Talk to your Medicare broker before you enroll in Medicare due to disability to ensure you have proper coverage when it happens. During the 3 months leading up to your Medicare eligibility and the 3 months after you are given an “Initial Enrollment Period”. This window allows you to go onto any Medicare plan with no health questions asked. Any time after this they will ask you health questions, and most people on disability are denied with a few exceptions. Don’t miss your chance to get the best health coverage you can.
If you missed your Initial Enrollment Period when you first went on disability don’t fret. You will be given another one once you turn 65. This will allow you to choose a more comprehensive plan if you missed out the first time.
Situations When You Have to Enroll Yourself in Medicare
You Did Not Take Social Security Prior to Turning 65
You can apply for Medicare up to 3 months before your 65th birthday month. As we said above, this can be done online, by phone, or in-person. After applying for Medicare, you should get your Medicare card 4-6 weeks after the application date. The earlier in the process you start, the more time you give yourself to avoid any issues with Social Security.
You Only Received Part A Benefits on Your First Medicare Card
There is a chance that when you receive your Medicare card you will only have your Part A benefits. This is great if you don’t plan to start Medicare at 65. But if you do, there is an extra step you must take.
You must enroll yourself in Part B by letting Social Security know you want your benefits. Doing this allows you to take on your Medical insurance and allows you to avoid any penalties. The easiest way to do this is through SSA.gov. You can also call Social Security or visit a Social Security office in person (when available) to enroll. You can sign up for Part B as early as 3 months before the month of your 65th birthday. We recommend signing up for Part B as early as possible to avoid any trouble.
You Are Working and Plan on Keeping Your Work Insurance at 65
This path has a few more variables.
If you are still working at 65 and plan to for a few years, it can make sense to keep your work insurance. Talk to your broker and compare your current work insurance with Medicare. Many people are shocked to find Medicare can be the more cost-effective option. But if you have solid work health insurance and want to stay on it until you retire, this section is for you.
The first thing to do is talk to your HR or benefits department and see how your insurance works with Medicare. Ask them if your current insurance stays primary or becomes secondary to Medicare after 65. Your primary insurance is the insurance that will be billed first and pays the majority of your bills. Your secondary will help fill any gaps. Knowing this distinction will help you and your broker make the best decision about staying on your work insurance.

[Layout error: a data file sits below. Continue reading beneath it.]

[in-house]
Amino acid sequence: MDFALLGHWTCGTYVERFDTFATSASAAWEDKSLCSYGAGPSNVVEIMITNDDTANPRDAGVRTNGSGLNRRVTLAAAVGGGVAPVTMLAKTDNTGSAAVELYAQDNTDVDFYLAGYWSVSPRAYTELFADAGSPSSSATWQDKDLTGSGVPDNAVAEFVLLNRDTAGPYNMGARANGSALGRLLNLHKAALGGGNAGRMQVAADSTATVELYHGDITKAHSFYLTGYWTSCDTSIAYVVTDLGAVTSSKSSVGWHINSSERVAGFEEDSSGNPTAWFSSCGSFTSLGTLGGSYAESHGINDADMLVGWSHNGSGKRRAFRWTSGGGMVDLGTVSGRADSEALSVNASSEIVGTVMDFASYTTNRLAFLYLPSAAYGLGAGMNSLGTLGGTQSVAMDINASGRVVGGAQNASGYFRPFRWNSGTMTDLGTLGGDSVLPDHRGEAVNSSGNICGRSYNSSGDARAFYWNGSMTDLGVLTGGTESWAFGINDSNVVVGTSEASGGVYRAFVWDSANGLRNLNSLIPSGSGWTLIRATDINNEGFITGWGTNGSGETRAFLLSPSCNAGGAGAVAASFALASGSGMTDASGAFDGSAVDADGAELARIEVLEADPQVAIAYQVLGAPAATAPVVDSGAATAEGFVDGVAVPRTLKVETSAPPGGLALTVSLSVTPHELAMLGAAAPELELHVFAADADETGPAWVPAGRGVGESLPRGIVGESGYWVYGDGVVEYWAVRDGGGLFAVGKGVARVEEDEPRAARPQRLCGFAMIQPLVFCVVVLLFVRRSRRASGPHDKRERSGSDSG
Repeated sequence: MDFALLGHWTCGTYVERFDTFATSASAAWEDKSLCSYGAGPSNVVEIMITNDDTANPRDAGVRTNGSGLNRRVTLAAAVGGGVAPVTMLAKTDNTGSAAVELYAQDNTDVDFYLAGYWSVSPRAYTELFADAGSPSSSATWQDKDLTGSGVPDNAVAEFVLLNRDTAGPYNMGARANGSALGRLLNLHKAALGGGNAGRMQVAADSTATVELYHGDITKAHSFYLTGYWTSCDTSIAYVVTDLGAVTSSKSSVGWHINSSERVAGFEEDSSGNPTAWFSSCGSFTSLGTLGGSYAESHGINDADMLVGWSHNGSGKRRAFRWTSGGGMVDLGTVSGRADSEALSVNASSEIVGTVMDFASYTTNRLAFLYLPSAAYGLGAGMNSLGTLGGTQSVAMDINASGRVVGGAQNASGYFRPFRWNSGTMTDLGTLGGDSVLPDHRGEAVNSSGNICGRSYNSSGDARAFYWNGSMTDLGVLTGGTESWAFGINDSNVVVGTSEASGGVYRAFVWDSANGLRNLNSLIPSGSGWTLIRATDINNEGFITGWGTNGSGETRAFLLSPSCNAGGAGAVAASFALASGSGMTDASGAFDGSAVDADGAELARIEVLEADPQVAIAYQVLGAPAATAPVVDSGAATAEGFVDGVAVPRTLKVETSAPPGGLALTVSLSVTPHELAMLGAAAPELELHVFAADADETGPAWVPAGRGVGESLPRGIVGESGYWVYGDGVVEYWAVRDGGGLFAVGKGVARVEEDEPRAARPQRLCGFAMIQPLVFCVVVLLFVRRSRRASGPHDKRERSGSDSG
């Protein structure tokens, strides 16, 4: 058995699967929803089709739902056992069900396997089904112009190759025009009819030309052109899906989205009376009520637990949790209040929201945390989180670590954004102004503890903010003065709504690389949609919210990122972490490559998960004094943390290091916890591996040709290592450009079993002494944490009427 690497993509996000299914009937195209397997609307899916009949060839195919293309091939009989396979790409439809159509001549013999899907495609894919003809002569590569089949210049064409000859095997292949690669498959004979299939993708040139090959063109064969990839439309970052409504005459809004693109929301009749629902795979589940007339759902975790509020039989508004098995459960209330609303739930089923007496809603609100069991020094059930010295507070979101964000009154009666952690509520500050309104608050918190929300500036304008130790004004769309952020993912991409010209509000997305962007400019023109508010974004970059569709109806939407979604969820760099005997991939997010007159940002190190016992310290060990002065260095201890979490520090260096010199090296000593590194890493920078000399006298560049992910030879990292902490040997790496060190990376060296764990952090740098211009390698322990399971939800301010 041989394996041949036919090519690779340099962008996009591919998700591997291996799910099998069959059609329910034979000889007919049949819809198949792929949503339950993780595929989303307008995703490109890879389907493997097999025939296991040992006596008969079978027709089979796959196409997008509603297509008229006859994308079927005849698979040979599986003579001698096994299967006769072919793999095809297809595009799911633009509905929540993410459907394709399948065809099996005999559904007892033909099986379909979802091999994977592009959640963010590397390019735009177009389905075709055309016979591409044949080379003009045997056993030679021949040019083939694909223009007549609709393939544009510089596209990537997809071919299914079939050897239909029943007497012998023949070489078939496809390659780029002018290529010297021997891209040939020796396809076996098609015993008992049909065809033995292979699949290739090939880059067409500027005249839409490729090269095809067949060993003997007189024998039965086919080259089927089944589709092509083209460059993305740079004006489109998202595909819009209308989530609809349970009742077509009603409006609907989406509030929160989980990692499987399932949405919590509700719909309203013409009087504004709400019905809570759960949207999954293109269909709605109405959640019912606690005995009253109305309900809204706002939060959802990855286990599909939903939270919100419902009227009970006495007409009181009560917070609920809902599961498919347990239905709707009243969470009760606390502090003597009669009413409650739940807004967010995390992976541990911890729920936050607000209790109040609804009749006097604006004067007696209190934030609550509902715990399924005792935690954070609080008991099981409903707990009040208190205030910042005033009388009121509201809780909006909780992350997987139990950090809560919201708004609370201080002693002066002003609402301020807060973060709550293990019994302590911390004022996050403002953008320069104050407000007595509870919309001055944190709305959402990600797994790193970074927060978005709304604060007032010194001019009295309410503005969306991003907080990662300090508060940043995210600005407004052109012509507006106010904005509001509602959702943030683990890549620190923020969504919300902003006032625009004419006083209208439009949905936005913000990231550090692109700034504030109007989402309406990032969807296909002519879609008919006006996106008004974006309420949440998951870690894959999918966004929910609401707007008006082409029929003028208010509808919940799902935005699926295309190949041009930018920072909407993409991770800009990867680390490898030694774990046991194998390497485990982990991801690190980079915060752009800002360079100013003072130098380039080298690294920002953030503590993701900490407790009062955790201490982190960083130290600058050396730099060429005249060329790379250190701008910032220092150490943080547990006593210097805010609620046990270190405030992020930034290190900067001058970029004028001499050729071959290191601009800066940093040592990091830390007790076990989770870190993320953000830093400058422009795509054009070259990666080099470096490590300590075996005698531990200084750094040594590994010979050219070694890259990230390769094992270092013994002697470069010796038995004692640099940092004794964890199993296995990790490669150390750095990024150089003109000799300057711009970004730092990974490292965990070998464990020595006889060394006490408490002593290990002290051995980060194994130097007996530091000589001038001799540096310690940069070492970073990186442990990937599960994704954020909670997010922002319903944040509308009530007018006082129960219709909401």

Also check to see if your work even offers credible insurance after you turn 65. If you do not have credible employer insurance (insurance from an employer with over 20 employees) upon turning 65, you must enroll in Medicare part B at 65 years old to avoid penalty. If you do have credible employer insurance, you may wait to enroll in part B until you leave said insurance; you will be given an 8-month special election period to enroll upon leaving or losing insurance. Any conversation about Medicare vs. your current work insurance starts with a trip to HR.
If after all this you decide to stay on your work insurance, there may be a few steps to take. If you receive a Medicare card with Part A and B on it, the first step is to proactively tell Medicare you will not be accepting your Part B benefits at 65. To do this, simply sign the back of the card and send it back to Medicare. This will let them know they should not charge you for Part B services.
If you did not receive a Medicare card, you may enroll in Medicare Part A only using the options discussed earlier. When you decide it is time to retire, you must tell Social Security you want your Part B benefits. You can do this online, via phone, or in-person (when available). But the best way to sign up for Medicare after 65 is to fax your Part B paperwork to your local Social Security office. To make sure this goes smoothly, talk to your broker to help submit the paperwork properly and avoid any penalties.
Enrolling in Medicare is in theory easy but can be complex in practice. There are a multitude of variables to consider when making the decision of if and how you will apply. It is always best to have a trusted broker at your side to guide you along the way. They have seen it all and can guarantee a smooth transition to Medicare for you. Talk to the brokers at NJ Life & Health to ensure that you won’t have any headaches when it comes to Medicare Enrollment. Visit our website at https://www.njlifeandhealth.com/request-an-appointment or call 848-226-6897.